|Guideline source: Centers for Disease Control and Prevention, Advisory Committee on Immunization Practices|
|Literature search described? No|
|Evidence rating system used? No|
|Published source: Morbidity and Mortality Weekly Report. In press.|
Each year the Advisory Committee on Immunization Practices (ACIP) of the Centers for Disease Control and Prevention updates the recommended immunization schedules for children, adolescents, and adults. These schedules describe the immunizations recommended for routine administration in each age group and include revisions and new recommendations adopted by ACIP in the previous 12 months.
There are only a few new recommendations in this year's schedules, most notably universal administration of influenza vaccine for all persons six months and older, and the replacement of the 7-valent pneumococcal conjugate vaccine (Prevnar) with a 13-valent product (Prevnar 13) for infants and children.1,2
ACIP has incorporated several other changes to the schedules, even though they have not yet been published. These changes include:
Administration of quadrivalent meningococcal conjugate vaccine (MCV4) in a two-dose primary series, instead of a single dose, for children with high-risk immunocompromising conditions.
Administration of a booster dose of MCV4 at age 16 for persons who were vaccinated at 11 to 12 years of age, or four to five years after the first dose for persons vaccinated at 13 to 15 years of age.
Administration of tetanus toxoid, reduced diphtheria toxoid, and acellular pertussis vaccine (Tdap) for adults 65 years and older who are in close contact with infants. This is an off-label recommendation.
Administration of Tdap for children seven to 10 years of age who have not completed a series of diphtheria and tetanus toxoids and acellular pertussis vaccine (DTaP). This is an off-label recommendation.
Elimination of the recommended interval between administration of tetanus and diphtheria toxoids vaccine (Td) and Tdap.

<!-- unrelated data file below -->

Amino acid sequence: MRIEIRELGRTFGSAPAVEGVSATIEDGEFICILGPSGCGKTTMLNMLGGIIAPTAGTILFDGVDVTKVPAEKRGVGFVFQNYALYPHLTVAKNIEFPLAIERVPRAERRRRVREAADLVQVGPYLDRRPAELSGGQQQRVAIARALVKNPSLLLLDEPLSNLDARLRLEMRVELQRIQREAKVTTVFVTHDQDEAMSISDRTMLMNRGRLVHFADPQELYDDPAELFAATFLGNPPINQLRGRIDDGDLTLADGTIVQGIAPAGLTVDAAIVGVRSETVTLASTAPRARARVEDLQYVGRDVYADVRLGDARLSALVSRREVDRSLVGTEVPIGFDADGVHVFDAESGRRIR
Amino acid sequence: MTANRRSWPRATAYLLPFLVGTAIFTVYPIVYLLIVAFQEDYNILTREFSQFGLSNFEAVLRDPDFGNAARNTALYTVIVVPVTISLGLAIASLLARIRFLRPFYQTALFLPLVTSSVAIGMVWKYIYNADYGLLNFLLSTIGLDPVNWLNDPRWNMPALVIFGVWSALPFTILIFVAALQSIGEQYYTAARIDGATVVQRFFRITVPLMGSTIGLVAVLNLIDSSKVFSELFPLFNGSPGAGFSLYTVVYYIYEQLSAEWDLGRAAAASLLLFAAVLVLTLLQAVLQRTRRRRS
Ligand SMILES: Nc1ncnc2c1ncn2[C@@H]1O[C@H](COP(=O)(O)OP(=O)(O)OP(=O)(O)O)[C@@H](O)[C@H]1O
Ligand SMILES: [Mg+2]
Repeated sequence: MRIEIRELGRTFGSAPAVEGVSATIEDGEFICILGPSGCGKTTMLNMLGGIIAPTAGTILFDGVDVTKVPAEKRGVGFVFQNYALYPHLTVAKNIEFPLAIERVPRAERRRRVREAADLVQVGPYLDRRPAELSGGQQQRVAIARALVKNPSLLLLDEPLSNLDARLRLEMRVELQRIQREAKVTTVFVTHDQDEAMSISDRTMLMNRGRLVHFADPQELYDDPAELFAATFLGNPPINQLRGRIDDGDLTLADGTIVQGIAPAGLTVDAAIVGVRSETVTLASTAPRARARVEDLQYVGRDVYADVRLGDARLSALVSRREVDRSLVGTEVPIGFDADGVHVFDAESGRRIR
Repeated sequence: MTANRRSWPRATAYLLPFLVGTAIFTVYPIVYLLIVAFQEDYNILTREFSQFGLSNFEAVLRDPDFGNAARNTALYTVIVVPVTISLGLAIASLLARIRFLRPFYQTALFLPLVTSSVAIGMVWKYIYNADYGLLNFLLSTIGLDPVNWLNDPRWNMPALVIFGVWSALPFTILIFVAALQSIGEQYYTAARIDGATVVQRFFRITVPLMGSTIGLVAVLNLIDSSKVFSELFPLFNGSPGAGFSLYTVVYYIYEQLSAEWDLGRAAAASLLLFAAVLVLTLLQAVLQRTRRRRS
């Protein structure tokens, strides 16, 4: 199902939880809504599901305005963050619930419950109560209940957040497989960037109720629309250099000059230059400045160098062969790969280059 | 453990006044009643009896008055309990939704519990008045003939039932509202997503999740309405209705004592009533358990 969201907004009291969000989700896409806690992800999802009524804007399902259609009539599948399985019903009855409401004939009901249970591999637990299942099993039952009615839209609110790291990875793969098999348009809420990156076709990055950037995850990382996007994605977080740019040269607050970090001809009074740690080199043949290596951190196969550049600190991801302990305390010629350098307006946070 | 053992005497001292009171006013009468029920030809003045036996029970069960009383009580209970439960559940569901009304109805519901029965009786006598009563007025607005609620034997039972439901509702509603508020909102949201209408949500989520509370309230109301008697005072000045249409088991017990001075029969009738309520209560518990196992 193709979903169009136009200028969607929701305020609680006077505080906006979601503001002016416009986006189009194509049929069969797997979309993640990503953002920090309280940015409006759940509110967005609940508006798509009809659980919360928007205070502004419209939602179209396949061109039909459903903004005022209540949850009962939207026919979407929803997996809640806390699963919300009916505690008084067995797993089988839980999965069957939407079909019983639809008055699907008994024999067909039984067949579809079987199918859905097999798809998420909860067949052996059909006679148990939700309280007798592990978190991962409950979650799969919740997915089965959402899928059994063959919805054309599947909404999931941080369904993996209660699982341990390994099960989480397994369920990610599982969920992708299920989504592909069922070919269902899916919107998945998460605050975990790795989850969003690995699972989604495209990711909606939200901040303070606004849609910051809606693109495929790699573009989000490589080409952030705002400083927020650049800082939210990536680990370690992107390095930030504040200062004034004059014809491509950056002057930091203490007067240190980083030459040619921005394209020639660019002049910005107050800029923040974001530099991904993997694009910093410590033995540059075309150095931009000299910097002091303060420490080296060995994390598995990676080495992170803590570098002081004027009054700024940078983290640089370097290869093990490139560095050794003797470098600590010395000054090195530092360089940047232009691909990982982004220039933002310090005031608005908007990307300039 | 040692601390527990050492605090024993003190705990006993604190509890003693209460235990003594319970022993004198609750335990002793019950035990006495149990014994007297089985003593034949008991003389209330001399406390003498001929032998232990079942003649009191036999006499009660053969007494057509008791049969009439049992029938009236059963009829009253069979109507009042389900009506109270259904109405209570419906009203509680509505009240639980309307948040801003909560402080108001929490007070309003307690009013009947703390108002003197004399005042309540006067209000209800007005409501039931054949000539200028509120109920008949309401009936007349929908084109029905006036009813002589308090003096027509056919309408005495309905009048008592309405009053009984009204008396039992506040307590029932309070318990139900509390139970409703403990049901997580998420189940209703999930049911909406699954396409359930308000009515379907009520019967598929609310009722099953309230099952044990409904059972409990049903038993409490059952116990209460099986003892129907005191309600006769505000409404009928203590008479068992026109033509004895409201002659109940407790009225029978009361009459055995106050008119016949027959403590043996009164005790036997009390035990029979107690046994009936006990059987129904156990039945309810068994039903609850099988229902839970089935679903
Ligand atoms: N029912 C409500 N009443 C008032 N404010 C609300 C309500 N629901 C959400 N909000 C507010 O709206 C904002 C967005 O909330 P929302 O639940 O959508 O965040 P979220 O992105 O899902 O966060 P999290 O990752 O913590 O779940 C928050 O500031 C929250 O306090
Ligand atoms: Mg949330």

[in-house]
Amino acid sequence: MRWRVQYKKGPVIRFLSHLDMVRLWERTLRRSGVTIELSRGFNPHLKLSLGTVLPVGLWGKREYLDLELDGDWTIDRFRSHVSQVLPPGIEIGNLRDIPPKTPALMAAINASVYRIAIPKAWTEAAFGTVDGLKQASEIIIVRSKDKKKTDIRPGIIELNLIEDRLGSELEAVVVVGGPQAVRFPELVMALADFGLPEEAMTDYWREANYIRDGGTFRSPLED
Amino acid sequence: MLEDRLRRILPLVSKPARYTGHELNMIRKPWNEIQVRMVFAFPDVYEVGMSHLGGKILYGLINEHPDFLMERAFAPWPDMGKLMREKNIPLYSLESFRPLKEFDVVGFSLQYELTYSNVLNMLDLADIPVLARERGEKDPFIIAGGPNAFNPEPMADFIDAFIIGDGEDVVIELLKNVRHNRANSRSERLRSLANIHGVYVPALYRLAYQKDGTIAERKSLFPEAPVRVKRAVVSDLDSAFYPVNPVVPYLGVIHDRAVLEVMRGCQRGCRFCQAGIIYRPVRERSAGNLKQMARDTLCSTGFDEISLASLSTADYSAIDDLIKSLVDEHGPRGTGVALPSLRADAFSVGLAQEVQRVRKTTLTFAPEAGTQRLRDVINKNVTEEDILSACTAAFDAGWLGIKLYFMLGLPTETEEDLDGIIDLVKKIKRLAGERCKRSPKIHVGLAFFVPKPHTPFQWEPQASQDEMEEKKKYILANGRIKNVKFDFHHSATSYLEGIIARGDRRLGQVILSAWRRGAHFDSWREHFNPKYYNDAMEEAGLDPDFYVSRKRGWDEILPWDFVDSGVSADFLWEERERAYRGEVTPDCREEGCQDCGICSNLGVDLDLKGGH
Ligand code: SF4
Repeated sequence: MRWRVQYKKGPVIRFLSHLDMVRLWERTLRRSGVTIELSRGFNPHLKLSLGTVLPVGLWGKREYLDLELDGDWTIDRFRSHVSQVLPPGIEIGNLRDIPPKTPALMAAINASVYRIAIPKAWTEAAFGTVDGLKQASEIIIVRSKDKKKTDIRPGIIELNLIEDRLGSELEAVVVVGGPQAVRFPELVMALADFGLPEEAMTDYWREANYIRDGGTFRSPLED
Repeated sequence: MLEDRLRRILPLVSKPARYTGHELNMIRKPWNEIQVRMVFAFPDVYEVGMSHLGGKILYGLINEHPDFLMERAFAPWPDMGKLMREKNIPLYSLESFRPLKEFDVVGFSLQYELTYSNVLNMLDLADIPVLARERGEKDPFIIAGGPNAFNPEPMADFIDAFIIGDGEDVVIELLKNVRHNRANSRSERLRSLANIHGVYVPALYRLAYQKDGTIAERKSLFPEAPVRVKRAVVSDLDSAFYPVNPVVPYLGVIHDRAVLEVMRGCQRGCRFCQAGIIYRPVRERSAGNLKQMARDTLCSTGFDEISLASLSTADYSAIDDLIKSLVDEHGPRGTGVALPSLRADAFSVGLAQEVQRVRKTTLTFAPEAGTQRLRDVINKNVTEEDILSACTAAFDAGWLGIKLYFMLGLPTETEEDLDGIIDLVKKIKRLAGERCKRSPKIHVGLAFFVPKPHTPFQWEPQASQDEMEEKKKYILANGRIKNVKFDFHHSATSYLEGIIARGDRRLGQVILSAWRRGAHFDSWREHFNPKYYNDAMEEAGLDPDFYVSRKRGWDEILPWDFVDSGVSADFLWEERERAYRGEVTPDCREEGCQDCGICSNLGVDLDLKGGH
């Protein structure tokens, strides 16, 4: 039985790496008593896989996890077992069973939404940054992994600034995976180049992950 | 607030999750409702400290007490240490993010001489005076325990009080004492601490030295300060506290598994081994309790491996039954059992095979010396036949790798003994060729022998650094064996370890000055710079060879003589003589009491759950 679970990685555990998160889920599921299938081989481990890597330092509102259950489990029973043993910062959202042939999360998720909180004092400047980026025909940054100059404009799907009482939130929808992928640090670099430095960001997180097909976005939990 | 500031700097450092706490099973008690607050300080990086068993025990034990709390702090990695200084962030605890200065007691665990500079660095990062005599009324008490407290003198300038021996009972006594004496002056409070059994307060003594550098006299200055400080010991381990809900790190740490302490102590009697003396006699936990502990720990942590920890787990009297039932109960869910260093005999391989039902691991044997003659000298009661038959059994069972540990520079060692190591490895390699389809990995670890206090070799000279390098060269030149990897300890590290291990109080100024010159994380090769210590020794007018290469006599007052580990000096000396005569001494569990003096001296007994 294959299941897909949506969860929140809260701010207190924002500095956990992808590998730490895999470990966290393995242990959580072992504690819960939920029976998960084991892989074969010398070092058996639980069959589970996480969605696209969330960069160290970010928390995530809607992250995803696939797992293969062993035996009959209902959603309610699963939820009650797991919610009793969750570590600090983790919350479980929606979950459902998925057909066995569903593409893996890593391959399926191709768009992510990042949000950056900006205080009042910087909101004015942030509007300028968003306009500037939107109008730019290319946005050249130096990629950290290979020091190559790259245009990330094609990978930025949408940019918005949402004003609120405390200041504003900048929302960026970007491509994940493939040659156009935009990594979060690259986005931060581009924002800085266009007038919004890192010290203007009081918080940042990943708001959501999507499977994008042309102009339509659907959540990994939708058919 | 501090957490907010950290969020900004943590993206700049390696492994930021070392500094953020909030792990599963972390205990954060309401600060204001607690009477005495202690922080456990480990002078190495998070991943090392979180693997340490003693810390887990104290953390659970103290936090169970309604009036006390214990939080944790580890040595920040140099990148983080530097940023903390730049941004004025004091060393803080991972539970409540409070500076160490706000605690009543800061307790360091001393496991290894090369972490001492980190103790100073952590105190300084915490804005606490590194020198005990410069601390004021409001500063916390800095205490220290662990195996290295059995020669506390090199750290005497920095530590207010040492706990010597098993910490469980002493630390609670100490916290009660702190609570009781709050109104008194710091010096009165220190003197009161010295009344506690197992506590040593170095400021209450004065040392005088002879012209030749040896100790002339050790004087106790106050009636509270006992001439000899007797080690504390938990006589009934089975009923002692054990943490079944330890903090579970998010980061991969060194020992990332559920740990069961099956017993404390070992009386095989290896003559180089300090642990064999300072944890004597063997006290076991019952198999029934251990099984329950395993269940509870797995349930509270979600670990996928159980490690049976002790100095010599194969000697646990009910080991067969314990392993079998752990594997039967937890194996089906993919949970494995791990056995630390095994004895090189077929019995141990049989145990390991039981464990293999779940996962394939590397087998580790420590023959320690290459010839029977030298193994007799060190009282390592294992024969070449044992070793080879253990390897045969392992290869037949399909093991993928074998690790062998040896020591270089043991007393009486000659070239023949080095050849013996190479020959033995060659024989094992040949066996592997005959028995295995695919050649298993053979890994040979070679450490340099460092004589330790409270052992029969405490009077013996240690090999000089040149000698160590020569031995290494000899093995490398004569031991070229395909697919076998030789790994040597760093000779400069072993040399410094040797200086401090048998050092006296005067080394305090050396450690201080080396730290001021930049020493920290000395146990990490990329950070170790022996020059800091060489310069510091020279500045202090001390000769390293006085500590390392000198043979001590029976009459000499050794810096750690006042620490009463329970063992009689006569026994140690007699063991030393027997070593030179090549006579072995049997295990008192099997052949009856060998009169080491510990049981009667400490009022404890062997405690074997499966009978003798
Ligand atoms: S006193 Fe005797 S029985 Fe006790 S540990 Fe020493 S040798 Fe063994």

There are several clarifications in the footnotes of this year's schedules, including explanations for the spacing of the three-dose primary series of hepatitis B vaccine (HepB) for infants who did not receive a dose immediately after birth; the timing of the third HepB dose; situations in which children younger than nine years need two doses of influenza vaccine; the availability of two human papillomavirus vaccines to prevent cervical cancer (quadrivalent and bivalent)3; and the availability of the quadrivalent human papillomavirus vaccine for prevention of genital warts in men.
Over time, vaccines have been one of the most effective public health interventions. Many of today's physicians have never seen a patient with measles, rubella, polio, or other diseases that in the past were leading causes of morbidity and mortality. One could say that vaccines are a victim of their own success—the better they work, the less they are appreciated. With the absence of vaccine-preventable diseases, the benefit of vaccines goes unnoticed, while exaggerated and false claims of harm receive increasing attention and concern about safety becomes the most important issue to parents. Family physicians now need to spend more time reassuring patients and families of the safety and effectiveness of vaccines.
As more vaccines are licensed and protection against more infectious diseases becomes available, the increasing complexity of the vaccination schedules is a challenge for family physicians, as are the logistics of maintaining a full array of vaccines in the clinical setting.4 Hopefully, family physicians will find creative ways to continue providing vaccines in the medical home. If not, others will step in to provide this effective and essential service.
editor's note: The author serves as liaison to ACIP for the AAFP.